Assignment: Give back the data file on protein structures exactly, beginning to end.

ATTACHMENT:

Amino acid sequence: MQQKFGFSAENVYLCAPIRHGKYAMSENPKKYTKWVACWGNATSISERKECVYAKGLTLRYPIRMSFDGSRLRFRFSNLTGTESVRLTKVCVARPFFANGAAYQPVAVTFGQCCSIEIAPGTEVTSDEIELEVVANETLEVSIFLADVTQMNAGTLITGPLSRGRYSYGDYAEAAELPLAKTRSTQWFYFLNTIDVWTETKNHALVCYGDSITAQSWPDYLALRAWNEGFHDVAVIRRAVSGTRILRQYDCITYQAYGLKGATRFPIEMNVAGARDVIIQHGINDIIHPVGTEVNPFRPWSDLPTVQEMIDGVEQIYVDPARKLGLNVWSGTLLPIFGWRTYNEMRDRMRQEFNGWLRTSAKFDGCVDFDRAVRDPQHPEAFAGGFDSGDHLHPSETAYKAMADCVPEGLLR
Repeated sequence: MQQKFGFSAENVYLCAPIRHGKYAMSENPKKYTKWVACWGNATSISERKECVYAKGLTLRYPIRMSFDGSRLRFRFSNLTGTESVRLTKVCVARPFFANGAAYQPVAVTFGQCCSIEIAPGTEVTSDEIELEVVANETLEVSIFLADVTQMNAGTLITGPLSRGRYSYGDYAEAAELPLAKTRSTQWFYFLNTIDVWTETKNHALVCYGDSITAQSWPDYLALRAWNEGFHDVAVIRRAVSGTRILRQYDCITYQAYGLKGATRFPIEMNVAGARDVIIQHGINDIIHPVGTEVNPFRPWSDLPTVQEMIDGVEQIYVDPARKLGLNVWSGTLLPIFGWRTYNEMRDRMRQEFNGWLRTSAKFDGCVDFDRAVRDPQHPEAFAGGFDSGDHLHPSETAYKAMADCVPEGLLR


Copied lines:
Amino acid sequence: MQQKFGFSAENVYLCAPIRHGKYAMSENPKKYTKWVACWGNATSISERKECVYAKGLTLRYPIRMSFDGSRLRFRFSNLTGTESVRLTKVCVARPFFANGAAYQPVAVTFGQCCSIEIAPGTEVTSDEIELEVVANETLEVSIFLADVTQMNAGTLITGPLSRGRYSYGDYAEAAELPLAKTRSTQWFYFLNTIDVWTETKNHALVCYGDSITAQSWPDYLALRAWNEGFHDVAVIRRAVSGTRILRQYDCITYQAYGLKGATRFPIEMNVAGARDVIIQHGINDIIHPVGTEVNPFRPWSDLPTVQEMIDGVEQIYVDPARKLGLNVWSGTLLPIFGWRTYNEMRDRMRQEFNGWLRTSAKFDGCVDFDRAVRDPQHPEAFAGGFDSGDHLHPSETAYKAMADCVPEGLLR
Repeated sequence: MQQKFGFSAENVYLCAPIRHGKYAMSENPKKYTKWVACWGNATSISERKECVYAKGLTLRYPIRMSFDGSRLRFRFSNLTGTESVRLTKVCVARPFFANGAAYQPVAVTFGQCCSIEIAPGTEVTSDEIELEVVANETLEVSIFLADVTQMNAGTLITGPLSRGRYSYGDYAEAAELPLAKTRSTQWFYFLNTIDVWTETKNHALVCYGDSITAQSWPDYLALRAWNEGFHDVAVIRRAVSGTRILRQYDCITYQAYGLKGATRFPIEMNVAGARDVIIQHGINDIIHPVGTEVNPFRPWSDLPTVQEMIDGVEQIYVDPARKLGLNVWSGTLLPIFGWRTYNEMRDRMRQEFNGWLRTSAKFDGCVDFDRAVRDPQHPEAFAGGFDSGDHLHPSETAYKAMADCVPEGLLR